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Butte crash/17 dead

post #1 of 18
Thread Starter 

Sounds like a ski vacation gone bad.  A Pilatus PC-12 crashed today killing at least 17 people.  Many were said to be students on a ski holiday.

 

The thing that caught my attention is that the Pilatus is rated for 9/10 pax with a crew of 2.  Generally this is a pretty good airplane and has good mountain performance (Swiss made), but they diverted from Bozeman to Butte ... no emergency declared.

post #2 of 18

This was a private flight hired by a family who own's a vacation home in Big Sky.  They had chartered the plane for a ski trip with family and friends to Big Sky.  The plane had a crew of 2 and 12 passengers, including children.  (Since it was a charter nobody knew for sure how many people were on board when it first went down.)  It really is a tragedy.

post #3 of 18


 

Quote:
Originally Posted by Yuki View Post

but they diverted from Bozeman to Butte ... no emergency declared.


 

I do not know what the weather was like in Bozeman, but we divert all the time for weather conditions at the planned destination without declaring an emergency.  All aircraft flying under instrument flight rules (as the PC-12 most likely was) are required to carry enough fuel to fly to the destination, fly to an alternate airport(if the weather is marginal at the destination), and then fly for another 45 minutes.

 

My impression of the report was that the aircraft was piloted by one of the family members.  That explains the reported lack of a CVR and data recorder.  If the aircraft was chartered, there would be a CVR, data recorder, and a manifest.  It is unfortunate.  The PC-12 is a very robust aircraft, but does required advanced training and could overwhelm a pilot who doesn't adhere to the training standards of professional turbine aircraft operators.

post #4 of 18

I received an email in the night, requesting prayer for the families of these victims.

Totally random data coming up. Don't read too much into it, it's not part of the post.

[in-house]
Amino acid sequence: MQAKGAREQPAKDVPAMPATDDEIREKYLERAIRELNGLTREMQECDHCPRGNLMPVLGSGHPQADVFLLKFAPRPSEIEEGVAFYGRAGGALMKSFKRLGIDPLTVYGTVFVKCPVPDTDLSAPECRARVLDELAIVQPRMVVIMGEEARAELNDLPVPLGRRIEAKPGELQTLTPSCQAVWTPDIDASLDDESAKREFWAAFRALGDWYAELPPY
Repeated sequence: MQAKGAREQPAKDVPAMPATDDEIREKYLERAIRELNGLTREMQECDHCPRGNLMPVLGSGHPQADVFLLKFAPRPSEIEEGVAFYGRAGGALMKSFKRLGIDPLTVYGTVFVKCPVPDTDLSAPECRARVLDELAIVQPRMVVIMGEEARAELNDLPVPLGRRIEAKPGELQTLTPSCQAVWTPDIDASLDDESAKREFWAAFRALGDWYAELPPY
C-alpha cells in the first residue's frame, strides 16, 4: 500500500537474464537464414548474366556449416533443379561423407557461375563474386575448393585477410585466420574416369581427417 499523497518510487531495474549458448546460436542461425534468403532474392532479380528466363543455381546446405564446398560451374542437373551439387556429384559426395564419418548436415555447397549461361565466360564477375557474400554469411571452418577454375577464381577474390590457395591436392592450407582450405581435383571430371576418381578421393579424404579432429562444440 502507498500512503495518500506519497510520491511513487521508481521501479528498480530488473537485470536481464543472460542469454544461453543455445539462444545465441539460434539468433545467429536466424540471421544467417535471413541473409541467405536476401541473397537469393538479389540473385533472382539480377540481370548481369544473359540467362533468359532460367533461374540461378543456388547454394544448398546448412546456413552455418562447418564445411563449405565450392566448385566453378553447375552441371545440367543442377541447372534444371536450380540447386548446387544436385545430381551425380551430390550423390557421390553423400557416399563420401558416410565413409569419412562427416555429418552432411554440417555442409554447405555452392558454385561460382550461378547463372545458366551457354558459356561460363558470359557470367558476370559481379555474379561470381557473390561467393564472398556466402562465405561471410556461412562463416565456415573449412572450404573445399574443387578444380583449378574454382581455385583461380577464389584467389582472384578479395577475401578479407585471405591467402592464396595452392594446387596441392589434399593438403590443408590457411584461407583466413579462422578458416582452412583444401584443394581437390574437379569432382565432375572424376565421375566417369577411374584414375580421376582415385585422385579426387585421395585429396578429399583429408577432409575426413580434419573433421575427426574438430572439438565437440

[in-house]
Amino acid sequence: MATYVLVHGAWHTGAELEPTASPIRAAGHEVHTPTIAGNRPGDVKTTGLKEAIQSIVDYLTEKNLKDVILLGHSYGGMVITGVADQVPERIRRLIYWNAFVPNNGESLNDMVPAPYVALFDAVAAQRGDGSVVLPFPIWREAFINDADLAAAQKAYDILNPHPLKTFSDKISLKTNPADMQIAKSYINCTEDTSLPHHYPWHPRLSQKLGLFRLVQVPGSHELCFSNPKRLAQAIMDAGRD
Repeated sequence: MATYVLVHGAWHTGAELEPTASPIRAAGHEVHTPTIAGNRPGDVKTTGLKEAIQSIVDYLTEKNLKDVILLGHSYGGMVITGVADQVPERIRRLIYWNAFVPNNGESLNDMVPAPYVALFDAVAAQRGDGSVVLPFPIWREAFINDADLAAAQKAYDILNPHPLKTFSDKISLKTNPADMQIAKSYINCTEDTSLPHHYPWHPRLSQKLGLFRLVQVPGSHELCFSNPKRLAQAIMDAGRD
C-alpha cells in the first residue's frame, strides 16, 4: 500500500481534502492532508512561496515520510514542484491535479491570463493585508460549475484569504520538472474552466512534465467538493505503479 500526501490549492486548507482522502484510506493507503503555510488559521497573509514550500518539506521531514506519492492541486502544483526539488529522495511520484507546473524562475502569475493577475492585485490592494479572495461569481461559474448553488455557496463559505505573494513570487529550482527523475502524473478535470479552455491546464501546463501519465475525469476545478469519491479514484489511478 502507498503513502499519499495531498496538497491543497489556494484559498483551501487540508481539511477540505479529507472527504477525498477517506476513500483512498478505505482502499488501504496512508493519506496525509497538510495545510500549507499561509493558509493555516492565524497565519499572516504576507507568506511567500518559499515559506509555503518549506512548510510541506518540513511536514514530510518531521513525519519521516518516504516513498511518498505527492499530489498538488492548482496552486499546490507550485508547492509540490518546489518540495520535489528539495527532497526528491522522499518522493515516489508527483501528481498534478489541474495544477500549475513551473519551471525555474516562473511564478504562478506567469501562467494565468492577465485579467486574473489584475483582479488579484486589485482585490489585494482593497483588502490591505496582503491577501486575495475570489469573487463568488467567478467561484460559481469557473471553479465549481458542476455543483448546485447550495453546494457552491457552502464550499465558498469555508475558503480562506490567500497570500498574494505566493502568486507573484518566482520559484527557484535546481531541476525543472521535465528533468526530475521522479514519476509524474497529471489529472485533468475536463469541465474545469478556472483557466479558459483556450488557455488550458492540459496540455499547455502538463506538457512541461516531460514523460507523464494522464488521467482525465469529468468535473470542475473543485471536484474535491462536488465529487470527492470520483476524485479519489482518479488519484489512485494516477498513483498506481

As it turns out, some of the passengers were acquaintances of some of my family members and all attended the same church.  This is a great loss for the community that they served.

 

The Email confirmed the names of the passengers, even though the Butte Coroner has not released the names.  I hesitate to post the names pending notification of some who may not be notified as yet.

 

I'm actually crying as I type this, realizing this tremendous loss.

 

 

post #5 of 18
Thread Starter 

Sorry Trek ...

 

They sounded like a tight group .. hang tough ..

post #6 of 18

Very sorry to hear Trek, my condolenses.

post #7 of 18

Trekchick..so sorry for your loss, the community and all involved.  It is a terrible tragedy and I can't help but think about all those kids.  Vibes and love to all. 

post #8 of 18

My thoughts and prayers go out to everyone involved in this tragedy. With kids involved it is truely a tear jerker for me even though i may have no connection to those involved.

 

TC, i will prey for you, You are blessed to be in this tight community, feel free to reach out to us.

post #9 of 18

  All I thought about last night was how excited those kids must have been loading their gear and getting on that plane to go skiing.  After this, I doubt my wife will ever let us put our little ones on anything smaller than a 727 or equivilant.